Two, I got a book from the library called The Lost Art of Dress: The Women Who Once Made America Stylish by Prof. Linda Przybyszewski, PhD. It is quite a fascinating look at the history of dress from the late 19th into the 20th century, by highly educated women the author calls The Dress Doctors. Ladies who had PhDs in the sciences, like chemistry, but because of their times, when men ruled the universities, were unable to teach in their chosen sciences. So they spent their years educating other women in Home Economics, a field we don’t hear much about today (it was a near dead field when I was in high school). This book was quite eye opening to me, in a variety of ways, and it’s info is encouraging me to look up those old books that once taught the actual ART of dressing well.


The series of educational books and pamphlets covered a wide variety of topics for the working and poor women who would be educated by these Dress Doctors. It covered sewing, cooking, make clothing for their family, decorating items, making things for the home, etc. Even how to set up their own sewing business. And when I talk about learning how to sew, it was more that that, not only just sewing or shopping, but how to choose your wardrobe artistically, and usually with thrift in mind. When I say artistically, I’m talking of the principles of line, contrast, balance, color, and proportion like the Greeks had started, and as seen in art from the renaissance and other historical styles of art.


While she does discuss some of the rules of dress that the well to do would follow, the focus was more on what the everyday woman; be she a student, a woman working in the office, or a woman working in the home, should wear for their real life occasions. There are occasions for dress, from the business suit to work in, to the outfit to wear on the street shopping, to the day dress to clean the home in, to evening wear that all women should indulge in (when fiscally possible, that is), to clothing for sports viewing, or sports playing, to going out in the evening for whatever special event.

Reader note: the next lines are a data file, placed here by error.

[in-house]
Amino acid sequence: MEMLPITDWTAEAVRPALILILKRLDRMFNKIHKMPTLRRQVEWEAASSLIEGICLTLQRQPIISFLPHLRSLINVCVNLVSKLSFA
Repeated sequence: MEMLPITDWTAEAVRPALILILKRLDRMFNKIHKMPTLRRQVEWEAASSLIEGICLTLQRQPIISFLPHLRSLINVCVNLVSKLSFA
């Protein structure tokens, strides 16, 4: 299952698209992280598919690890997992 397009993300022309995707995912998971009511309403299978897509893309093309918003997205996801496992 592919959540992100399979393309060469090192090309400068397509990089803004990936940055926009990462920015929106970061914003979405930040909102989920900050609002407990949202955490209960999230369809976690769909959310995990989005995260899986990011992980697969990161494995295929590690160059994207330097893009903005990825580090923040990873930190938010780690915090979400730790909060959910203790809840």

There is also discussion on the planning and selection, the budgeting for our family’s yearly wardrobe, “shopping” your own closet first before buying or making an item to complement what you have. Have you ever heard such a thing? I hadn’t, although it is what I try to do in my fabric stash. But I was never informed of doing such a thing when I was taking home ec courses in Jr. High. I think some modern fashions books cover some of these areas, although I don’t recall budgets being a big part of them. She even discusses historical clothing budgets (around 10-12% of yearly income, compared to modern 25% or more, to many of us not even having a budget, wildly blowing lots of money on disposable clothing we may not even wear.)


And then the book goes into what happened in the 1960s and 70s, when the rules these Dress Doctors spent decades instructing women on, got tossed out the window in youthful rebellion, and in the name of Women’s Liberation movement. I think the saddest and frustrating part, is that in our continuing emphasis on youth, we mature ladies are now wearing clothing developed for our daughters and granddaughters. We no longer wear sophisticated clothing that only a mature, sexual woman can really pull off. We see mature clothing as something dowdy and frumpy, because that is what modern designers are making for mature women. I’m sorry, I’m not ready to dress for retirement. But I can’t wear what my daughter loves, either. I need my own style for my own mature age.


We have seriously lost our understanding of how to dress well, for various reasons. I know that I have never really understood these basics as applied to dress, and yet I knew there had to be a missing key to being as well dressed as my Mom (when she went out of the house), or my wealthy Aunt Margie (who loved to dress to show off her husband’s wealth). It was something neither of them bothered to tell me, as it was something they just “knew” from their own years of sewing (my mom), or being dressed in well to do high end department stores (my aunt).


If you can get a copy of this book from your library, or want your own copy, I do recommend getting a copy to read. If you know me at all, you know that I had very little interest in modern fashions, or even in vintage fashion. Mainly because I hated how it looks – sack dresses, sack shirts, skin tight pants with words across your bottoms, zip up jackets with logos across your chest. But this book has really opened my eyes to why I hated modern stuff, and gave me new appreciation for those fascinating fashions of the past century. I’ve got a new set of eyes now, and some creative ideas blooming in mind for how I live. We shall see where this leads.


Thankfully, there are various old books mentioned in the book, and some of those old books are available online, in whole or in part. Some are available for purchase as a reprint (but at a price), or available as a used book (for even higher prices). I hope to share a few of those pdfs of interest in this blog in the future as I find and read them. Look for my tags below, specifically WIDAS for Women’s Institute of Domestic Arts & Sciences.